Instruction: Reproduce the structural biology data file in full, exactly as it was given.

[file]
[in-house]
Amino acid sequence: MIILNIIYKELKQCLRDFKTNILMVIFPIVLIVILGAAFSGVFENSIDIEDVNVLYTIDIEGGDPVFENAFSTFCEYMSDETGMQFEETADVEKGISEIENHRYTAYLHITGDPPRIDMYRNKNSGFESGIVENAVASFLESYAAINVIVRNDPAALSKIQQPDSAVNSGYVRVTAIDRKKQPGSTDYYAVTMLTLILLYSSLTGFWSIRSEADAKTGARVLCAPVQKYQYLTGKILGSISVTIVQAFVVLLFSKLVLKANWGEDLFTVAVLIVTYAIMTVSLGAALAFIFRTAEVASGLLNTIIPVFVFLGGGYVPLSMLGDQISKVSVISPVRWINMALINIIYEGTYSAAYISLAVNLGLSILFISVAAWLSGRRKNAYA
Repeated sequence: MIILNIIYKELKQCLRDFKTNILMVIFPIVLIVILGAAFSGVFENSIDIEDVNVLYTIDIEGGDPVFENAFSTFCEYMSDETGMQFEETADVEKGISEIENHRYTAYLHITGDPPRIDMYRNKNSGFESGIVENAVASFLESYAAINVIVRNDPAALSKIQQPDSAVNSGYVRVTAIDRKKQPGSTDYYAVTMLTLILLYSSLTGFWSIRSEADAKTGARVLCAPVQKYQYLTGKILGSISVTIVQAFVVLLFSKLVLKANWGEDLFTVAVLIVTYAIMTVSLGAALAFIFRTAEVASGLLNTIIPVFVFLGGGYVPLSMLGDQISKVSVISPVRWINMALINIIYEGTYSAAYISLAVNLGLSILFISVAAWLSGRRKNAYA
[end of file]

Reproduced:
[in-house]
Amino acid sequence: MIILNIIYKELKQCLRDFKTNILMVIFPIVLIVILGAAFSGVFENSIDIEDVNVLYTIDIEGGDPVFENAFSTFCEYMSDETGMQFEETADVEKGISEIENHRYTAYLHITGDPPRIDMYRNKNSGFESGIVENAVASFLESYAAINVIVRNDPAALSKIQQPDSAVNSGYVRVTAIDRKKQPGSTDYYAVTMLTLILLYSSLTGFWSIRSEADAKTGARVLCAPVQKYQYLTGKILGSISVTIVQAFVVLLFSKLVLKANWGEDLFTVAVLIVTYAIMTVSLGAALAFIFRTAEVASGLLNTIIPVFVFLGGGYVPLSMLGDQISKVSVISPVRWINMALINIIYEGTYSAAYISLAVNLGLSILFISVAAWLSGRRKNAYA
Repeated sequence: MIILNIIYKELKQCLRDFKTNILMVIFPIVLIVILGAAFSGVFENSIDIEDVNVLYTIDIEGGDPVFENAFSTFCEYMSDETGMQFEETADVEKGISEIENHRYTAYLHITGDPPRIDMYRNKNSGFESGIVENAVASFLESYAAINVIVRNDPAALSKIQQPDSAVNSGYVRVTAIDRKKQPGSTDYYAVTMLTLILLYSSLTGFWSIRSEADAKTGARVLCAPVQKYQYLTGKILGSISVTIVQAFVVLLFSKLVLKANWGEDLFTVAVLIVTYAIMTVSLGAALAFIFRTAEVASGLLNTIIPVFVFLGGGYVPLSMLGDQISKVSVISPVRWINMALINIIYEGTYSAAYISLAVNLGLSILFISVAAWLSGRRKNAYA